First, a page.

The battle lines are being drawn among the friendly United Arab Emirates.
With the opening of its cruise terminal Abu Dhabi is ready to take on neighbouring Dubai as a turnaround port, and it is building attractions to rival the souks and simple pleasures of Oman.
The Arabian Gulf is becoming a popular winter sun destination for holidaying Brits. A cruise provides options to see three or four destinations in a week, and with all-inclusive meals and entertainment is much more affordable than booking into some of the ultra-luxury hotels in the region.
Perhaps the best way to make the most of a winter break in the Gulf is to combine the two in a cruise-and-stay holiday. Until now, the easiest option was by flying to Dubai, where most cruises start and finish. Now Abu Dhabi is becoming a contender.
Flying into either destination is a bit like dropping in on a game of SimCity in the sand. From the air, territories are divided into neat blocks intersected by broad boulevards, but despite a shared
love of shiny tower blocks the two cities are very different in character. If Dubai is frantic Vegas-by-the-sea, then Abu Dhabi is laid-back South Beach, Miami, without the Art Deco.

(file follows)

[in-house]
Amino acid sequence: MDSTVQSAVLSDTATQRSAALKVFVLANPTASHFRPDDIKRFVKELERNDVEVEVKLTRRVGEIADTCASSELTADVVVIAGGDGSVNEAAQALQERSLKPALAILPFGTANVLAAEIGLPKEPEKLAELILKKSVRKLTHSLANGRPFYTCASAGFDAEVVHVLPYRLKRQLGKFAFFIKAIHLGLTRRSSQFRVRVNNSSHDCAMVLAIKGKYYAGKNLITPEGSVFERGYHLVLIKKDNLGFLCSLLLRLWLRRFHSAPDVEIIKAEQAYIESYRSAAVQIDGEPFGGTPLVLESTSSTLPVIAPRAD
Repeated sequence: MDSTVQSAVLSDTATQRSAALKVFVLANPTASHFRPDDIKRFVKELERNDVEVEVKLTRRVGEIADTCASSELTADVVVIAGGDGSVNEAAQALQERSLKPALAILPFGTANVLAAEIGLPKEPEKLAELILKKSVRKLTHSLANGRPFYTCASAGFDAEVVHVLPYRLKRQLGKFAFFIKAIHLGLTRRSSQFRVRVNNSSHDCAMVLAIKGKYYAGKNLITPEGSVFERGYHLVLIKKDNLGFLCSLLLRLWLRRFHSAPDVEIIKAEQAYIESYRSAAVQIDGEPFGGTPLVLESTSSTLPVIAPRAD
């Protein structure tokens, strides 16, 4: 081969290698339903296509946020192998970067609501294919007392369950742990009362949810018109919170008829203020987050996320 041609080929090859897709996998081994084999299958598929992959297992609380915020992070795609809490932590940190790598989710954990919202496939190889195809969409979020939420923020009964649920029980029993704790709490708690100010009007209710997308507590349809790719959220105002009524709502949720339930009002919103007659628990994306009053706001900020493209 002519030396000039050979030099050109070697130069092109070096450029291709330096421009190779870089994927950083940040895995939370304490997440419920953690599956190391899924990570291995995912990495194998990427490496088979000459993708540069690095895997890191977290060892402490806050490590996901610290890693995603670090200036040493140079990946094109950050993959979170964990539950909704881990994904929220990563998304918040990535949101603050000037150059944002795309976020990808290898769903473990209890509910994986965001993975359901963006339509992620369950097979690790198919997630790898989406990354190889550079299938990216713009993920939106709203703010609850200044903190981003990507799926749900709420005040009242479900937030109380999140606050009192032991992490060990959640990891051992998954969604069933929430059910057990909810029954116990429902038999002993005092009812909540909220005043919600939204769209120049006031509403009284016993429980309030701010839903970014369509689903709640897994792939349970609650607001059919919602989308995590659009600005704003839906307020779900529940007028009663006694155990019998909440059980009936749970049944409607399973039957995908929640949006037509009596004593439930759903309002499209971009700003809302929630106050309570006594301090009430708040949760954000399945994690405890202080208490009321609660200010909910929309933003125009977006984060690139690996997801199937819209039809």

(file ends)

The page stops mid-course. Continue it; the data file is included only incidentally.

On the ground, Abu Dhabi airport feels as big as Wales; its centre is dominated by a construction site that by 2017 will become a new terminal – rather like Heathrow’s Terminal 5 on steroids. The feeling of spaciousness continues on the drive to downtown, passing filling stations the size of football pitches. If Joey Essex were to arrive he might feel at home jumping on a bus to Reem Island, although intellectually he’s likely to be outshone by the pupils of Repton School, which has an outpost among its multibillion pound residential and commercial developments.
Depending on the route, visitors might see Abu Dhabi’s own leaning tower – a modern skyscraper built with a gravity-defying overhang – and almost every road offers glimpses of the magnificent Sheik Zayed Grand Mosque, completed in 2007 at a cost of about £375 million, and with a capacity of more than 40,000 worshippers.
For evening arrivals – and in this part of the world it’s starting to get dark by about 6.30 – the mosque’s illumination changes to match the phases of the moon.